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5

For first, we have: $$I=\Re\,\text{Li}_2(1\pm i\sqrt{3})=\Re\int_{1}^{i\sqrt{3}}\frac{\log t}{1-t}\,dt=\frac{\pi^2}{6}+\Re\int_{0}^{i\sqrt{3}}\frac{\log t}{1-t}\,dt\tag{1}$$ hence: $$ I = \frac{\pi^2}{6}-\int_{0}^{\sqrt{3}}\frac{\frac{\pi}{2}+t\log t}{1+t^2}\,dt\tag{2}=-\int_{0}^{\sqrt{3}}\frac{t\log t}{1+t^2}\,dt $$ but: $$\begin{eqnarray*} \int\frac{t\log ...


4

Integrating $f(z)=\dfrac{e^{iaz^2}}{z+b}$ along $[0,R]\cup Re^{i[0,\pi/2]}\cup i[R,0]$ gives \begin{align} \int^\infty_0\frac{\sin(ax^2)}{x+b}\ {\rm d}x &=\int^\infty_0\frac{b\cos(ay^2)-y\sin(ay^2)}{y^2+b^2}\ {\rm d}y \end{align} To compute the first integral, we consider the function $\displaystyle I(a)=\int^\infty_0\frac{e^{iay^2}}{y^2+b^2}\ {\rm d}y$ ...


4

"What remains" is actually the only nontrivial part of $\operatorname{Li}_2\left(e^{ix}\right)$, given by Clausen function. The fact that one can evaluate cosine series is related to the identity $$\operatorname{Li}_2\left(z\right)+\operatorname{Li}_2\left(z^{-1}\right)=-\frac{\ln^2\left(-z\right)}{2}-\frac{\pi^2}{6}.$$ Slightly rephrasing, we can rewrite ...


3

Here is a solution only using dilogarithm identities: $$ \operatorname{Li}_2(z) + \operatorname{Li}_2(1-z) = \zeta(2) - \log z \log(1-z). \tag{1} $$ $$ \operatorname{Li}_2(1-z) + \operatorname{Li}_2(1-\tfrac{1}{z}) = -\tfrac{1}{2}\log^2 z. \tag{2} $$ $$ \operatorname{Li}_2(z) + \operatorname{Li}_2(-z) = \tfrac{1}{2}\operatorname{Li}_2(z^2). \tag{3} ...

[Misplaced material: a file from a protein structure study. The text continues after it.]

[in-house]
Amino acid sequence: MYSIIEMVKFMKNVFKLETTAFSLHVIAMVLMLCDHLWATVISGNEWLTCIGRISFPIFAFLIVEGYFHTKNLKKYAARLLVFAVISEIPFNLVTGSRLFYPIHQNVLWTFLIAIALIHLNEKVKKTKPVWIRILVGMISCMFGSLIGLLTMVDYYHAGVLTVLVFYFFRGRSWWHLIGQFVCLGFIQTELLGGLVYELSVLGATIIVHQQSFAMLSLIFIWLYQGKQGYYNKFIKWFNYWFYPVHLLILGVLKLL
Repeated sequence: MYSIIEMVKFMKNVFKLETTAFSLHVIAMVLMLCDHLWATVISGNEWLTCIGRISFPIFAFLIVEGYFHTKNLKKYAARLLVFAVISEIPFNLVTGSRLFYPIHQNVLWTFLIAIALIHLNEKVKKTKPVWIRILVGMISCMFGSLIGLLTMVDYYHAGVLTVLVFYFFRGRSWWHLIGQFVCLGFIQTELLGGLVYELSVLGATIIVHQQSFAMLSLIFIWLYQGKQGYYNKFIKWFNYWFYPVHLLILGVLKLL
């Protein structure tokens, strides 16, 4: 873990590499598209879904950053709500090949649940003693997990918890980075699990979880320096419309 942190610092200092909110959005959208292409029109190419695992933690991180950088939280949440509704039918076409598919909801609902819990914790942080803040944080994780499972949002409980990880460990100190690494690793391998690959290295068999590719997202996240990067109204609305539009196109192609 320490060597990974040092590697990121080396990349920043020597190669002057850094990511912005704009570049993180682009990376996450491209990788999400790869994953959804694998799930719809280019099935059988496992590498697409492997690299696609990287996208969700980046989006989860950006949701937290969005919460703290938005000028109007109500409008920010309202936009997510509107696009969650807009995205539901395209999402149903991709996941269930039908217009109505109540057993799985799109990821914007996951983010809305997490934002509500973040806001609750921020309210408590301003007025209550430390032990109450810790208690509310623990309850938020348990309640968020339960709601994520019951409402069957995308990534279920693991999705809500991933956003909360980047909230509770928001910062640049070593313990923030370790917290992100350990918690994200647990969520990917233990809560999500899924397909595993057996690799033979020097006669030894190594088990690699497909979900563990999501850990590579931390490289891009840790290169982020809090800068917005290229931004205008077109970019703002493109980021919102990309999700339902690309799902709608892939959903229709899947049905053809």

3

To complete the excellent answer of @JackD'Aurizio: \begin{align*} \Im\operatorname{Li}_2\left(1+i\sqrt3\right)=\frac{\pi \ln 2}{2}+\frac{5\sqrt3}{72}\left[\psi_1\left(\frac13\right)-\psi_1\left(\frac23\right)\right], \end{align*} where $\psi_1(z)$ denotes the trigamma function.


2

Too long for a comment: Here's a little intuitive tip: What do $~\dfrac{\sin t}t~$ and $~\dfrac{\cos t}{t^2}~$ both have in common? They are even functions. So, if you notice various series or integrals whose summand or integrand belongs to this category having a nice closed form, that should not surprise you. For instance, ...


2

Ok, i will give it a shot: Writing $\int_{0}^{\infty}e^{-t(x+2)}=\frac{1}{x+2}$ and using $\Im(e^{ix})=\sin(x)$ we may reformulate the problem as follows: $$ I=\Im\left[\int_0^{\infty}dte^{-2 t}\underbrace{\int_0^{\infty}dxe^{i\pi x^2-tx}}_{J(t)}\right] $$ the inner intgral $J(t)$ is quite straightforward (and also well known because it is just the laplace ...


1

The integral can be written: $$ \int^{\infty}_{0}\frac{x^n}{x^{m+n+1}}dx=\int^{\infty}_{0} x^nx^{-m-n-1} dx \\ =\int^{\infty}_{0} x^{-m-1} dx=\int^{\infty}_{0} \frac{1}{x^{m+1}} dx $$ which does not converge. You may be confusing the integral you have with the Beta function, which has the representation $$ ...



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